Today’s Opinions: GOP Rerun; Finding Bipartisanship; Pawlenty’s Legacy

The New York Times: Get Ready For A GOP Rerun
You just can’t close the door on this crowd. The party that brought us the worst economy since the Great Depression, that led us into Iraq and the worst foreign policy disaster in American history, that would like to take a hammer to Social Security and a chisel to Medicare, is back in control of the House of Representatives with the expressed mission of undermining all things Obama (Bob Herbert, 1/3).

The Washington Post: A Health-Care Fight Democrats Should Welcome
If the incoming Republican leadership in the House of Representatives is serious about trying to repeal health-care reform, there’s only one appropriate Democratic response: “Make my day” (Eugene Robinson, 1/4).

Kaiser Health News: Improving The Health Law In 2011: Realistic Ways to Reach Bipartisan Compromise
The new health care law can be changed in ways that would make it acceptable to a bipartisan majority in the new Congress — and, therefore, to the American people. But to find this elusive middle ground requires consideration of the competing philosophies at the heart of the nation’s political divisions regarding this sweeping measure (Robert Laszewski, 1/4).

Minneapolis Star Tribune: Pawlenty Left The State A Lot Better Off
(Former Gov. Tim) Pawlenty showed that health care reform can work without massive government takeovers or mandates. He pushed through needed reforms to make Minnesota’s health care system more market-driven, patient-centered and quality-focused. He enacted the nation’s most ambitious health care payment reforms — paying for quality rather than volumes of procedures (Brian McClung, 1/3).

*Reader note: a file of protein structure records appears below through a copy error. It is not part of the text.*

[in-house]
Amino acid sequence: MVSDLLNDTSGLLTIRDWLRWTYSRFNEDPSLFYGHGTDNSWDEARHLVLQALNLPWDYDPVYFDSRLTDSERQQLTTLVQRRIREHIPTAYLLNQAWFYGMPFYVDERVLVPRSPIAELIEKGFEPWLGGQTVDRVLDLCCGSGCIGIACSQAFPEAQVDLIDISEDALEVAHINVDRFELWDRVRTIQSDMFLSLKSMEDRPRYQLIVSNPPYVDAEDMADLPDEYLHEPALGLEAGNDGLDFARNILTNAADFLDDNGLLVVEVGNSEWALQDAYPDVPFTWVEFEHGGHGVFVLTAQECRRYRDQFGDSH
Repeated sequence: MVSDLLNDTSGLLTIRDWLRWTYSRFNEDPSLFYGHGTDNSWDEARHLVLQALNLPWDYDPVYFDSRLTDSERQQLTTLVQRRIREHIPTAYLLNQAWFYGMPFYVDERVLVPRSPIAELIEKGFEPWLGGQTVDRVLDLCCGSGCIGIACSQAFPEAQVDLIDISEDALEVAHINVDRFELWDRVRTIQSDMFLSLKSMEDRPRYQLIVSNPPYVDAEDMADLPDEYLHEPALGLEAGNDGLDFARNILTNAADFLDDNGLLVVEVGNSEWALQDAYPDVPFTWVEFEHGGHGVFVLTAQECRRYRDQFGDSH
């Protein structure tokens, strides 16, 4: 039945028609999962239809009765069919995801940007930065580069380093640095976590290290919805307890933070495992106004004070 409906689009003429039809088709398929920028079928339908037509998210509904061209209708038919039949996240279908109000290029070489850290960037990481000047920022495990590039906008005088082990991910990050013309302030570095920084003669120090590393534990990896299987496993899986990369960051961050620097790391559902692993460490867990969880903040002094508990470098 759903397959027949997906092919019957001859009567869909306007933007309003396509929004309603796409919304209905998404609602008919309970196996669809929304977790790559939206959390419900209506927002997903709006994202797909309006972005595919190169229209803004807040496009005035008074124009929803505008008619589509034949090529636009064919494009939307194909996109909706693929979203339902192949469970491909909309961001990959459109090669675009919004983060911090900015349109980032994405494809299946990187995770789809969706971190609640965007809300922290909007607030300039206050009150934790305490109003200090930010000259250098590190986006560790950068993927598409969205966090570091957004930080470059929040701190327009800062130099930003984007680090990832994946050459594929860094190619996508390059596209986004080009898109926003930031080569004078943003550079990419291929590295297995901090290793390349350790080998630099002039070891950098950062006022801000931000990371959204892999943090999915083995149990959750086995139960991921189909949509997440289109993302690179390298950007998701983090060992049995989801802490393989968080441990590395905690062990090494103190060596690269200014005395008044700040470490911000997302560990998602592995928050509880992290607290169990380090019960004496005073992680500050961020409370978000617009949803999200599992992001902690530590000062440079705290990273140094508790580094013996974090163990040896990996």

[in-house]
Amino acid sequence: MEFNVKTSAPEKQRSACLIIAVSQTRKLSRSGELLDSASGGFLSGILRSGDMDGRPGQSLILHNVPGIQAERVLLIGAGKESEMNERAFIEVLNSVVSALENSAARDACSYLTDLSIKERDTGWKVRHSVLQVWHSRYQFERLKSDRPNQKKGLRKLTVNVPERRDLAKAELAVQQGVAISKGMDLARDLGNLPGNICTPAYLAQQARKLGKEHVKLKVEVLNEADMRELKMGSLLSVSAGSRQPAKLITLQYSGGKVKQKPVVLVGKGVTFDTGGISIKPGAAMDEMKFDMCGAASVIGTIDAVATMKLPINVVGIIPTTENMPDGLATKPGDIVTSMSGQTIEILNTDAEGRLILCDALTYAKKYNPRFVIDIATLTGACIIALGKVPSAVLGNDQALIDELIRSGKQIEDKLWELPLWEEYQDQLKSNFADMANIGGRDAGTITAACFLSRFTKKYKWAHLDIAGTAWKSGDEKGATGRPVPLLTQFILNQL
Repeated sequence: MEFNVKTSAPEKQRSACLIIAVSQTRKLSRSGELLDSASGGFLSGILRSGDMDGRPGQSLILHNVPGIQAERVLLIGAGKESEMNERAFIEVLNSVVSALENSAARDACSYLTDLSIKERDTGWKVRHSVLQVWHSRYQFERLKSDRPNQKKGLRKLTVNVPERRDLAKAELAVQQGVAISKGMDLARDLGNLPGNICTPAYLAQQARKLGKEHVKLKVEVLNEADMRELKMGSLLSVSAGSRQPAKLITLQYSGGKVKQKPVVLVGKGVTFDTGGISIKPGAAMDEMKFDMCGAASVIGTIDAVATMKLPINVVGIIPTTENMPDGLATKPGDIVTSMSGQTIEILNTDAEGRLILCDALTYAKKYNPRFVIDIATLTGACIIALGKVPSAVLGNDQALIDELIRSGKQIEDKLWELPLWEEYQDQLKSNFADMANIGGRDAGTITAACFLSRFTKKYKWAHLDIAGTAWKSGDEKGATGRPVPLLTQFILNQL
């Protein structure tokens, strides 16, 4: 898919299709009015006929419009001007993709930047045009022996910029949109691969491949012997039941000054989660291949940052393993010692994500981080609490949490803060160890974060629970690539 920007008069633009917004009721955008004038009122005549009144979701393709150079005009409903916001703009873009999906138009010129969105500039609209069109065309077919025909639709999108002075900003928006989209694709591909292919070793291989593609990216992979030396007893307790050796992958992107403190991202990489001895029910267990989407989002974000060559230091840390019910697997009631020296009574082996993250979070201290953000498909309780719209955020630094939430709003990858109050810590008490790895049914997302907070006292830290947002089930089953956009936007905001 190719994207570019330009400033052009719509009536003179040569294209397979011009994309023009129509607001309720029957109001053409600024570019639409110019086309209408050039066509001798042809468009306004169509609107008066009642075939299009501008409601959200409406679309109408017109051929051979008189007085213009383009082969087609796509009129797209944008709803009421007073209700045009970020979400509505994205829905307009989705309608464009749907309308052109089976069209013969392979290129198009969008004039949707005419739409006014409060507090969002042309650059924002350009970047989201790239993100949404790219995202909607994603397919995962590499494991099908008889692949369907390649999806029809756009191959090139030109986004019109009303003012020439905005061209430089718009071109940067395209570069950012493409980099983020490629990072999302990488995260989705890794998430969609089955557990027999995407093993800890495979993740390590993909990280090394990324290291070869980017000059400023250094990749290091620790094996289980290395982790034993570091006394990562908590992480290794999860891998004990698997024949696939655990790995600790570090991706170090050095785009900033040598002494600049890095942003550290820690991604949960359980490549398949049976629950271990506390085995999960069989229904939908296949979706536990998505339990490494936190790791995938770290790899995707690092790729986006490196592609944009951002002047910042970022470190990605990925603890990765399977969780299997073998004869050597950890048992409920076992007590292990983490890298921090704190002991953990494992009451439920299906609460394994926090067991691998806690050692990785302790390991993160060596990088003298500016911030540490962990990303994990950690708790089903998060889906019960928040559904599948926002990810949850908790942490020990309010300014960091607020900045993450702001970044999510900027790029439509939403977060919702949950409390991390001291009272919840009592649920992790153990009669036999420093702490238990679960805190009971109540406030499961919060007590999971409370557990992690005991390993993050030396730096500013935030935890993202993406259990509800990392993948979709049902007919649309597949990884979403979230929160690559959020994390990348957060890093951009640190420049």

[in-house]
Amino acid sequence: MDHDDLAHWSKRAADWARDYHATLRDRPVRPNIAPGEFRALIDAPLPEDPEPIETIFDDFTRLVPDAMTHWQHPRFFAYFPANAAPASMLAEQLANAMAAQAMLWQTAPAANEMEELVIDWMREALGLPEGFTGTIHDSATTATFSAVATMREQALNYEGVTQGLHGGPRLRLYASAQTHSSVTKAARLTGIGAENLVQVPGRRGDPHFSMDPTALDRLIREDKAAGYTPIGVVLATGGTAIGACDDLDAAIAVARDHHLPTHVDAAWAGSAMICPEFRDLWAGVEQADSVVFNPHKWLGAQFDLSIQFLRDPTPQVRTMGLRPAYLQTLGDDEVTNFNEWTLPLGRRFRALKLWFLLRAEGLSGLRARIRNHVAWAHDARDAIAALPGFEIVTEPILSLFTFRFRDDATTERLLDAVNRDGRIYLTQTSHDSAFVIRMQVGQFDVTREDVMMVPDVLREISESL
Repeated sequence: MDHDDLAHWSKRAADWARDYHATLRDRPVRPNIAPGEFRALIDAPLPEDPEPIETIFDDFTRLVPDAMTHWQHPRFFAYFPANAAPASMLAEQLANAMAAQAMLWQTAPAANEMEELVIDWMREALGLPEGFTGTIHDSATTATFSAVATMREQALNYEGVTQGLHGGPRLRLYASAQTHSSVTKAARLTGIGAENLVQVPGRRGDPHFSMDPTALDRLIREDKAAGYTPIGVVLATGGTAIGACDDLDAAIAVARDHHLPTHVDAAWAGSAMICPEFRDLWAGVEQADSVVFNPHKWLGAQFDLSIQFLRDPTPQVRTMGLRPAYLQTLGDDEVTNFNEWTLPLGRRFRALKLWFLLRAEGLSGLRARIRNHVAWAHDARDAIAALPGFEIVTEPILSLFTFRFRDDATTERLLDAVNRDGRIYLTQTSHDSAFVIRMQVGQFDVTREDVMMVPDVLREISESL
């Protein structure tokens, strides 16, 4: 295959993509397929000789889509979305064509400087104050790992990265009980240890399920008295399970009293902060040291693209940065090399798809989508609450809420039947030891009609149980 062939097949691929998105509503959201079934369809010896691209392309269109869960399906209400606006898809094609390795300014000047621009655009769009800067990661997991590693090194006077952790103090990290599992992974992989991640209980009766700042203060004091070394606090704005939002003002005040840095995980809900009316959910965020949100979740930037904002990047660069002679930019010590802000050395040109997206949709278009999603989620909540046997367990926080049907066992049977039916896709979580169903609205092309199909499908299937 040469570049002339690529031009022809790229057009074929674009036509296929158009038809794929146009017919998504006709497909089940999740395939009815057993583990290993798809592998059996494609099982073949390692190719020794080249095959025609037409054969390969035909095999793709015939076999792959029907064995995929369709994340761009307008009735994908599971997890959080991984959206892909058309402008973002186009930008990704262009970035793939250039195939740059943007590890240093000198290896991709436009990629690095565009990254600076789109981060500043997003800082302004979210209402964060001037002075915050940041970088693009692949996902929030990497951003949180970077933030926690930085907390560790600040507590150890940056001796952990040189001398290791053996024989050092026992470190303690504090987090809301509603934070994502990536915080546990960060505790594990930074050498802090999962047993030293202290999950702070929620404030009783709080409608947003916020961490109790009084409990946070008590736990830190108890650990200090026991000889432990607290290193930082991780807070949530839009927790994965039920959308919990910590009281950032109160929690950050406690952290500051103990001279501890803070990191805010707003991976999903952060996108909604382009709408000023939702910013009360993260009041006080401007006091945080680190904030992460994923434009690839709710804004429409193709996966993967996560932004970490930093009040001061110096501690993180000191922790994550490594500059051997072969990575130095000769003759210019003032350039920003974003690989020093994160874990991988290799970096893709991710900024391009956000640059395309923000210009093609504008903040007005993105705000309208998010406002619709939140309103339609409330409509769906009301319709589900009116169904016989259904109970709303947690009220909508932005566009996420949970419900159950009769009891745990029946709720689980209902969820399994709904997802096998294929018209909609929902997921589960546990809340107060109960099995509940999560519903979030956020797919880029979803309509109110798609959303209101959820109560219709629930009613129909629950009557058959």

The Seattle Times: Were Social Security, Medicare “Raided”?
It’s not that politicians spent the money from the Medicare tax. It’s the birthrate problem plus the cost-of-medical-care problem (Bruce Ramsey, 1/3).

Detroit Free Press: DMC Fines Are Symptoms That Shouldn’t Be Ignored
Readers intent on their own end-of-2010 errands may not have noticed the eleventh hour settlement in which the Detroit Medical Center agreed to pay a $30 million fine for “technical violations” of various federal laws regulating the health care industry. … The violations DMC conceded may be common in the hospital industry. Among other things, the Detroit hospital system revealed that it may have leased office space and provided advertising to referring physicians at below market rates and submitted claims for Medicare and Medicaid services that were not supported by “available documentation.” But practices of that sort contribute to the exorbitant cost of health care. It is prudent for a nation interested in reducing that cost to discourage them (1/4).

The Atlanta Journal-Constitution: Pro & Con: Is Health Care Reform A ‘Government Takeover’?
It is inaccurate to call the plan a government takeover because it relies largely on the existing system of health coverage provided by employers. It’s true that the law does significantly increase government regulation of health insurers. But it is, at its heart, a system that relies on private companies and the free market (Bill Adair and Angie Drobnic Holan, 1/3). The Journal-Constitution also includes a column (noted yesterday by KHN in another paper) by Grace-Marie Turner criticizing the health law.

San Francisco Chronicle: Prescription Disposal Program Is Unneeded
San Francisco’s city leaders are poised to pass an ordinance today requiring name-brand drug manufacturers to pay for collection and disposal of unused prescription medicines to curb prescription misuse and environmental impacts…public health would be better served by further educating people on disposing medication through waste collection systems, where it will be processed safely — not by disposing medication into toilets (Patrick Moore, 1/4).

Houston Chronicle: Final Answer: Terminal Patients Deserve A Say In How They Die
Without knowing the patient’s wishes, doctors and loved ones generally tend to err on the side of Big Medicine, of keeping the dying person alive no matter how invasive, painful or expensive the procedure. Pilot programs show that often, that’s not what patients want. Doing what patients actually want is actually cheaper. And, of course, it’s the right thing to do (1/3).

The Kansas City Star: Don’t Reignite ‘Death Panel’ Insanity
As of Jan. 1, doctors can be reimbursed through Medicare for consultations about end-of-life care or advance planning. This is not a step toward euthanasia. And “death panels” do not exist (Mary Sanchez, 1/3).

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